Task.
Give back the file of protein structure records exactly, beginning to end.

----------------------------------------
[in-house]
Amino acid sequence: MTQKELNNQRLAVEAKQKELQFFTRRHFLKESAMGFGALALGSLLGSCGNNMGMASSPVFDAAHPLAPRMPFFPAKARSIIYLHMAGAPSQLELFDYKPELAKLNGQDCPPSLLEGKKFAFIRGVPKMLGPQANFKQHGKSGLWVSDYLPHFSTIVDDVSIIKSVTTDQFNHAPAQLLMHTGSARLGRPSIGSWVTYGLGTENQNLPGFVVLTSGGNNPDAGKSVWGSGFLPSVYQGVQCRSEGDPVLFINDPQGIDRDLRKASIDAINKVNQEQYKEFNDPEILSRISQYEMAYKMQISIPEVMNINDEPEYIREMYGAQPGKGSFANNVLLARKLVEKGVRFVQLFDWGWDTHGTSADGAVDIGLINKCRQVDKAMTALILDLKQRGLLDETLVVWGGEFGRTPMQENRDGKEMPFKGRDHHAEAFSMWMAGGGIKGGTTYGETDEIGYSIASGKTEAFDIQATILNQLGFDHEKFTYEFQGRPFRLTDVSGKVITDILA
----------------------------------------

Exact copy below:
[in-house]
Amino acid sequence: MTQKELNNQRLAVEAKQKELQFFTRRHFLKESAMGFGALALGSLLGSCGNNMGMASSPVFDAAHPLAPRMPFFPAKARSIIYLHMAGAPSQLELFDYKPELAKLNGQDCPPSLLEGKKFAFIRGVPKMLGPQANFKQHGKSGLWVSDYLPHFSTIVDDVSIIKSVTTDQFNHAPAQLLMHTGSARLGRPSIGSWVTYGLGTENQNLPGFVVLTSGGNNPDAGKSVWGSGFLPSVYQGVQCRSEGDPVLFINDPQGIDRDLRKASIDAINKVNQEQYKEFNDPEILSRISQYEMAYKMQISIPEVMNINDEPEYIREMYGAQPGKGSFANNVLLARKLVEKGVRFVQLFDWGWDTHGTSADGAVDIGLINKCRQVDKAMTALILDLKQRGLLDETLVVWGGEFGRTPMQENRDGKEMPFKGRDHHAEAFSMWMAGGGIKGGTTYGETDEIGYSIASGKTEAFDIQATILNQLGFDHEKFTYEFQGRPFRLTDVSGKVITDILA